Inadequate supervision and training in the “busy, poorly resourced” digital news team was also blamed. Training across RNZ “lacked consistency” and was “basic”, the report said. More training in understanding balance was urged.

However, the report stressed RNZ routinely delivered a high standard of accurate and balanced news and its reportage “overwhelmingly” justified its place as NZ’s most trusted news source.

The panel – made up of lawyer Willy Akel, lawyer and former broadcaster Linda Clark, and the ABC’s former Editorial Standards Director Alan Sunderland – also reserved criticism for the media company’s leadership. Chairperson Jim Mather and chief executive Paul Thompson reacted strongly in interviews to news of the edits, stressing the damage done to RNZ.

Listen toour podcast

Uncovering and exploring the biggest
issues facing public media

Thompson called the journalist’s editing “pro-Kremlin garbage”, but the panel shot back, saying “not all of the examples of inappropriate editing identified by RNZ were found by the panel to be inappropriate”. The report also noted that while news organisations must be alert to the risk of propaganda, it is also important to reflect views from all sides of any conflict.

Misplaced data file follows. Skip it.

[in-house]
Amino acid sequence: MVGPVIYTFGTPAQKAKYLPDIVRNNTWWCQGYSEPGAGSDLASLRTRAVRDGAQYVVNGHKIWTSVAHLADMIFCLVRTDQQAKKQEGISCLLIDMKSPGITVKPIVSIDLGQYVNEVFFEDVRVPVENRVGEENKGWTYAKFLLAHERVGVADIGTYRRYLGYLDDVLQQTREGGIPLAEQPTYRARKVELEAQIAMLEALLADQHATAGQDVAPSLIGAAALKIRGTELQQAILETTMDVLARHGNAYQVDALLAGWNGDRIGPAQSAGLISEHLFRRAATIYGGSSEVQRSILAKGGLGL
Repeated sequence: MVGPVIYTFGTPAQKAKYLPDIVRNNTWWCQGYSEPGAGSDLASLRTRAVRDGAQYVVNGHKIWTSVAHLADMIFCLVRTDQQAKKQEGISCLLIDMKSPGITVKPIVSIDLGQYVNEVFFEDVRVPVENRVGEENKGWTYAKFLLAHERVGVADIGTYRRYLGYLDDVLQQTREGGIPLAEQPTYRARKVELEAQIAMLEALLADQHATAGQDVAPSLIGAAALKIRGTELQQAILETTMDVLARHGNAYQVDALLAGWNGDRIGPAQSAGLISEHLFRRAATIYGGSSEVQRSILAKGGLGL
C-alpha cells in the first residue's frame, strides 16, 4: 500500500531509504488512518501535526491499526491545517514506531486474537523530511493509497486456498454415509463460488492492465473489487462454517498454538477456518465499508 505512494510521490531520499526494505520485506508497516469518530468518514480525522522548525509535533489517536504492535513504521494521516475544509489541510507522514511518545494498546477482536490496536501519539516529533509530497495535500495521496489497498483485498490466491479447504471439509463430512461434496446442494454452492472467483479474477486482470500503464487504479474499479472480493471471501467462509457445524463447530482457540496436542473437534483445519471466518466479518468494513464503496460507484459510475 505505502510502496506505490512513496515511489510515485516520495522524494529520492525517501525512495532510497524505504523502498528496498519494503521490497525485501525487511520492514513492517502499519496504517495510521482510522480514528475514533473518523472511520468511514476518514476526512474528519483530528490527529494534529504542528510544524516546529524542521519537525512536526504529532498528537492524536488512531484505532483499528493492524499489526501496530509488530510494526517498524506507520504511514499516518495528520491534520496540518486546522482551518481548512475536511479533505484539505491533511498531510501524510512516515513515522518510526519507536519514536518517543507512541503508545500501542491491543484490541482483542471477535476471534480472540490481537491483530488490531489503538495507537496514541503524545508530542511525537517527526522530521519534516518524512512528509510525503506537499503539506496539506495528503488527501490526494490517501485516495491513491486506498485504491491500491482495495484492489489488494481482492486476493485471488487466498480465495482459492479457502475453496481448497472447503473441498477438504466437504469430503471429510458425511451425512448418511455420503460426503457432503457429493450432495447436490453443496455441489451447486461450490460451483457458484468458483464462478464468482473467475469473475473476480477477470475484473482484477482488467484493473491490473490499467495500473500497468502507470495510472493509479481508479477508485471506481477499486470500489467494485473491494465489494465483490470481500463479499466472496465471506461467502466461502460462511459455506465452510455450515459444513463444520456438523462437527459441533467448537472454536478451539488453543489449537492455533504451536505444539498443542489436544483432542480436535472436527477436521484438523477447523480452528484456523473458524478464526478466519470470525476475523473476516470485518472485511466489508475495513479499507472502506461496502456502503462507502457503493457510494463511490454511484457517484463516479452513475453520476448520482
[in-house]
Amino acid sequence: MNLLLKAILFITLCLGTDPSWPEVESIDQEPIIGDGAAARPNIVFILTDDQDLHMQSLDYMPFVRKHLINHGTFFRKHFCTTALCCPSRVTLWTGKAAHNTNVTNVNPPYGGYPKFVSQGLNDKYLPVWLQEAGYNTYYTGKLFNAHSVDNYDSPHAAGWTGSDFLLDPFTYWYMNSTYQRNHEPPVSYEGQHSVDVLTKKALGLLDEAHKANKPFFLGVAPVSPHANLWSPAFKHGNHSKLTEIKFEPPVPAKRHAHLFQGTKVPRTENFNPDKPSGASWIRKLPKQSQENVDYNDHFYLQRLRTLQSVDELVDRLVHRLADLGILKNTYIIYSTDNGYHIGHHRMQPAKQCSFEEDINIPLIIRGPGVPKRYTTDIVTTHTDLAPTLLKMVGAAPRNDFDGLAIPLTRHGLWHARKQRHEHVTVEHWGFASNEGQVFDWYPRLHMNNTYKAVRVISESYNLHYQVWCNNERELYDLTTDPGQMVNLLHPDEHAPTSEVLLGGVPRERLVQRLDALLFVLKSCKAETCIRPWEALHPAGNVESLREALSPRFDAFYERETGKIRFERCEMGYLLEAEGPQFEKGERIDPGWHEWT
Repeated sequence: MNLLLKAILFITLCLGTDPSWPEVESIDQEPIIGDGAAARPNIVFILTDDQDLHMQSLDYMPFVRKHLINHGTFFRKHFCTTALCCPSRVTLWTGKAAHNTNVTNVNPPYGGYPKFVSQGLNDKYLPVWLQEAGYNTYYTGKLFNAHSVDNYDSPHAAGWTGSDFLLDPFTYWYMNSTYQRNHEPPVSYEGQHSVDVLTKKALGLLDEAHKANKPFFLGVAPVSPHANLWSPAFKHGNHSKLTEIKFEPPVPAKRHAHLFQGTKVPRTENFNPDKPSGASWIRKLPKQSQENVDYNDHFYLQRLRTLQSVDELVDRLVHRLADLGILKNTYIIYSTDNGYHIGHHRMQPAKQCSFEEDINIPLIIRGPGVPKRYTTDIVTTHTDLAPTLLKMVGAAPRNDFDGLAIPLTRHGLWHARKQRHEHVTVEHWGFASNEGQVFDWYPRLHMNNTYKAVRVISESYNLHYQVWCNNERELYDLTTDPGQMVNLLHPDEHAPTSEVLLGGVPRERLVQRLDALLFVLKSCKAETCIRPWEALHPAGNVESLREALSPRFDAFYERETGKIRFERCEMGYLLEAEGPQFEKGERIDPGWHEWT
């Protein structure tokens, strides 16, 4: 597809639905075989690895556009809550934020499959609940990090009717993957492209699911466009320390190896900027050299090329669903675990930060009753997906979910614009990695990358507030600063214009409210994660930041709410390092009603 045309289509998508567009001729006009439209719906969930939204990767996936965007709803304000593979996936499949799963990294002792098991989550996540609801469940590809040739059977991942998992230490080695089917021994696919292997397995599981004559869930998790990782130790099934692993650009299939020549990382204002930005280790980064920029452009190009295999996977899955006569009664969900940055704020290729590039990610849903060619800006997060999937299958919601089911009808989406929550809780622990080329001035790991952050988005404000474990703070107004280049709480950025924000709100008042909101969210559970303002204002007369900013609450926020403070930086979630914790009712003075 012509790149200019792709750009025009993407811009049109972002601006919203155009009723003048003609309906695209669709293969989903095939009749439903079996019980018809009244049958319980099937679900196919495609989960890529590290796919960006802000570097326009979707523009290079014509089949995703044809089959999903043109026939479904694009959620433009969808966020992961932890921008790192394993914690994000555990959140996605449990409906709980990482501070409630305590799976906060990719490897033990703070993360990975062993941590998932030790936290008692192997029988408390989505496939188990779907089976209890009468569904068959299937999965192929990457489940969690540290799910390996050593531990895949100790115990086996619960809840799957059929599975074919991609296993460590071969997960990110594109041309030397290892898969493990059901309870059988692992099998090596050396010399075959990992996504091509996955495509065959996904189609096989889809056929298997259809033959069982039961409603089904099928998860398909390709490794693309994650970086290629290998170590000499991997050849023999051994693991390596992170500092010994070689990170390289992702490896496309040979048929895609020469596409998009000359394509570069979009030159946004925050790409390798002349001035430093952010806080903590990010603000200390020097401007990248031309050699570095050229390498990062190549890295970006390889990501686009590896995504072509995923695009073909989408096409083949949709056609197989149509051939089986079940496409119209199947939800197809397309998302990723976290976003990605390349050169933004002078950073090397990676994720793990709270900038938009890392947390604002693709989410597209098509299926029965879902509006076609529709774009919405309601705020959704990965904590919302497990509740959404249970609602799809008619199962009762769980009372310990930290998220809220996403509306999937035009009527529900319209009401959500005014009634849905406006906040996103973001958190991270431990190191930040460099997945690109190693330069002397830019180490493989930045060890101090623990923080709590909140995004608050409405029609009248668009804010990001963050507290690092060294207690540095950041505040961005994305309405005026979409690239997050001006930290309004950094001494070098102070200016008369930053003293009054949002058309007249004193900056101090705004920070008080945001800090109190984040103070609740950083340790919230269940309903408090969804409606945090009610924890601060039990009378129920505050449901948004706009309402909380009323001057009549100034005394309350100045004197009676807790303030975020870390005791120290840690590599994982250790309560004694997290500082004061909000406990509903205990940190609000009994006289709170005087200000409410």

The panel found the journalist who made the edits – and has since left RNZ – was in breach of RNZ editorial policies and the Reuters contract. The edits uncovered constitute “a serious breach of trust and damaged RNZ’s reputation for accurate and balanced journalism”. However, contrary to concerns that the journalist had a political agenda, the panel said he was “not motivated by any desire to introduce misinformation, disinformation or propaganda”.

Chairperson Jim Mather in a statement this afternoon said the board had confidence in the chief executive and his team and would implement the recommended changes as quickly as possible.

“The panel’s recommendations will significantly improve RNZ’s editorial processes. Two of the more significant recommendations – about combining our digital news with our main news operation, and having a new role focused on raising editorial standards are already in progress.”

Mather noted the full cost of the investigation was projected to be $230,400.